Patient safety

08.05.18

Hunt gives private hospitals two weeks to ‘get house in order’

Health secretary Jeremy Hunt has today called upon private hospitals to “ensure rapid improvement” from the independent sector offering care that does not meet the standard of NHS trusts.

In a letter to independent hospital provider chief executives, seen by The Guardian, Hunt alluded to the recent CQC report that claimed a third of private hospitals were failing patient safety – adding that private sector bosses should provide a response to his questions with clear actions within two weeks.

 “The CQC report suggests that there is a real risk this progress is not being matched by equally high standards in parts of the independent sector,” he wrote.

Hunt added that with the private sector employing NHS-trained consultants, uses the NHS as “safety net” for emergency care, and holding a number of NHS contracts, letting down patients on safety and quality is deemed to be unacceptable.

His intervention comes after the CQC report found that 30% of the 206 independent acute hospitals were rated as ‘requires improvement’ due to concerns over safety.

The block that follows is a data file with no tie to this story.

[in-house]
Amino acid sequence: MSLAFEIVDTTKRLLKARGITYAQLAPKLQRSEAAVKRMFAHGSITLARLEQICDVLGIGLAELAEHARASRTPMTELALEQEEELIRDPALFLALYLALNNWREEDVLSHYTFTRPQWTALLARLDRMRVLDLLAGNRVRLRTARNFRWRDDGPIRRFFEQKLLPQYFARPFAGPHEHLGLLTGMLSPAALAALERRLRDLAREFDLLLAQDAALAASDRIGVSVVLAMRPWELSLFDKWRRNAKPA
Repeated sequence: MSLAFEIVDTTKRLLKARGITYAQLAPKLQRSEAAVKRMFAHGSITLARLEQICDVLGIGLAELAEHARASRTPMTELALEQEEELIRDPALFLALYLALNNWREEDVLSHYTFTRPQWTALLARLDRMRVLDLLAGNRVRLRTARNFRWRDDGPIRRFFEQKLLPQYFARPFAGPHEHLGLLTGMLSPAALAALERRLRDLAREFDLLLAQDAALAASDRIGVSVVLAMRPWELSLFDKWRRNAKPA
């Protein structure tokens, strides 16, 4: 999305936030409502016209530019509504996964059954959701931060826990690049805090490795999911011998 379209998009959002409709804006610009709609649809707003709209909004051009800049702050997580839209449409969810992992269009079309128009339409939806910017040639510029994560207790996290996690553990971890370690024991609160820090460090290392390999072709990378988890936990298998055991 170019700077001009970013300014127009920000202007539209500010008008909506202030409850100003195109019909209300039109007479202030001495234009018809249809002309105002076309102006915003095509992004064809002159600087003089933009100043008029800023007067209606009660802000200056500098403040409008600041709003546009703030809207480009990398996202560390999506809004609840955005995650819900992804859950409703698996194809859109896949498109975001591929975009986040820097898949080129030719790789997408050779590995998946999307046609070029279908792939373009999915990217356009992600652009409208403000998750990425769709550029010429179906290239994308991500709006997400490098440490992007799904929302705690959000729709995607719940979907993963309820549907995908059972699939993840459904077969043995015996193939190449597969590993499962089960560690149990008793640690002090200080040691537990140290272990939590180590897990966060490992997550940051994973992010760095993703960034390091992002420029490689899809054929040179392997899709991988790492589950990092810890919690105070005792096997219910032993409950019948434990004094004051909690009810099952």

In responding to this report, Hunt outlined six key issues to be taken into account by the independent health chiefs: rapid improvement of NHS private trusts rated ‘inadequate’, greater transparency from the sector, and improvements to the process of NHS claiming back of costs created by private sector negligence.

In addition, the secretary of state called on the private sector to assess the standard of critical care and transfers to the NHS, in addition to improving the monitoring of the standard of work of practicing consultants, and to make “a meaningful contribution” to the government’s apprenticeship program.

“I believe that the independent sector can play a useful role in adding capacity, promoting innovation and offering patients choice,” Hunt concluded. “However, if the sector is to partner with the NHS and benefit from our world-leading medical training, we need urgent assurances that you will get your house in order on quality and safety.”

Whitehall sources told The Guardian that if providers did not come up with a sufficient action plan within the two-week deadline, the Department of Health and Social Care would develop new policies to eradicate poor practice.

Separately, an inquiry is currently underway looking how care can be improved by the independent sector following the conviction in 2017 of consultant breast surgeon, Ian Paterson, for performing unnecessary, life-changing operations. The inquiry is expected to report in summer 2019.

Image Credit: David Mirzoeff PA Wire

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